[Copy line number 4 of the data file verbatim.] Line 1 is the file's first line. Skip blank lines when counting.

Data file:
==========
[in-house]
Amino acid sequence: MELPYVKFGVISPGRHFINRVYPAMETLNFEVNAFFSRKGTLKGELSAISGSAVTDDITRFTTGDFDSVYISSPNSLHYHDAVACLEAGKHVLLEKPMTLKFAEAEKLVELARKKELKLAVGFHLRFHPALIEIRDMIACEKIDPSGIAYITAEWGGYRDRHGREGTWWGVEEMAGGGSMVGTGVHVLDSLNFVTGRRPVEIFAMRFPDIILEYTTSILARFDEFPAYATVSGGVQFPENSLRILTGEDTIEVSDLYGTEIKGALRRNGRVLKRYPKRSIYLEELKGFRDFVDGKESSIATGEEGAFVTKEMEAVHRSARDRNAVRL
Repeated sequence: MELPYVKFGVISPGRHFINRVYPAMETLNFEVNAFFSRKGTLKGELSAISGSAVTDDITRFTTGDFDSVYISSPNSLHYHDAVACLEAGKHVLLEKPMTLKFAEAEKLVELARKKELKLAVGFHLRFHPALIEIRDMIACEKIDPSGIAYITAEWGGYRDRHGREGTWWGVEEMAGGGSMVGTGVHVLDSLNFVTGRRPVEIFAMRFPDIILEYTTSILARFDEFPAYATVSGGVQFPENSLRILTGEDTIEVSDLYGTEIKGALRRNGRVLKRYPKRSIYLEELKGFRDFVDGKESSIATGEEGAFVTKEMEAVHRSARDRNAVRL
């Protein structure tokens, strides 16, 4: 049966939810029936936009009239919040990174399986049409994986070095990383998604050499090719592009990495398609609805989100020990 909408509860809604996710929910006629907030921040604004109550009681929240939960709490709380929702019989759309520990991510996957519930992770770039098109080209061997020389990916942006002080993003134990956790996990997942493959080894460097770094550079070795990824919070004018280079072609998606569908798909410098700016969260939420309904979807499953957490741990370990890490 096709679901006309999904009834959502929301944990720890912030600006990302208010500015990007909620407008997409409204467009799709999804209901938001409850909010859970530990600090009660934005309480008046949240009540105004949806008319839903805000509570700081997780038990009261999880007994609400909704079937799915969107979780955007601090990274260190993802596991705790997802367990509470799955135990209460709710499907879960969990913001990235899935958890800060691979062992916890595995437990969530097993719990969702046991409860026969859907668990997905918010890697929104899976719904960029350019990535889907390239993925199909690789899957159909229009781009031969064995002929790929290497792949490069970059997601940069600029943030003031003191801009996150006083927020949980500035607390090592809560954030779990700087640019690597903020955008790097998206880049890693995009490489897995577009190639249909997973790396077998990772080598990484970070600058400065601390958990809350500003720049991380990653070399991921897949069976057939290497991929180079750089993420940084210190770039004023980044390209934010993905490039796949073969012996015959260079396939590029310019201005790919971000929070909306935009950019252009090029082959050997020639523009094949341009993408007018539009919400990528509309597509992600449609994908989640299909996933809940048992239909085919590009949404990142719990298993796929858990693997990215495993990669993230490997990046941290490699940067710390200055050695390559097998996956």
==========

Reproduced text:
């Protein structure tokens, strides 16, 4: 049966939810029936936009009239919040990174399986049409994986070095990383998604050499090719592009990495398609609805989100020990 909408509860809604996710929910006629907030921040604004109550009681929240939960709490709380929702019989759309520990991510996957519930992770770039098109080209061997020389990916942006002080993003134990956790996990997942493959080894460097770094550079070795990824919070004018280079072609998606569908798909410098700016969260939420309904979807499953957490741990370990890490 096709679901006309999904009834959502929301944990720890912030600006990302208010500015990007909620407008997409409204467009799709999804209901938001409850909010859970530990600090009660934005309480008046949240009540105004949806008319839903805000509570700081997780038990009261999880007994609400909704079937799915969107979780955007601090990274260190993802596991705790997802367990509470799955135990209460709710499907879960969990913001990235899935958890800060691979062992916890595995437990969530097993719990969702046991409860026969859907668990997905918010890697929104899976719904960029350019990535889907390239993925199909690789899957159909229009781009031969064995002929790929290497792949490069970059997601940069600029943030003031003191801009996150006083927020949980500035607390090592809560954030779990700087640019690597903020955008790097998206880049890693995009490489897995577009190639249909997973790396077998990772080598990484970070600058400065601390958990809350500003720049991380990653070399991921897949069976057939290497991929180079750089993420940084210190770039004023980044390209934010993905490039796949073969012996015959260079396939590029310019201005790919971000929070909306935009950019252009090029082959050997020639523009094949341009993408007018539009919400990528509309597509992600449609994908989640299909996933809940048992239909085919590009949404990142719990298993796929858990693997990215495993990669993230490997990046941290490699940067710390200055050695390559097998996956």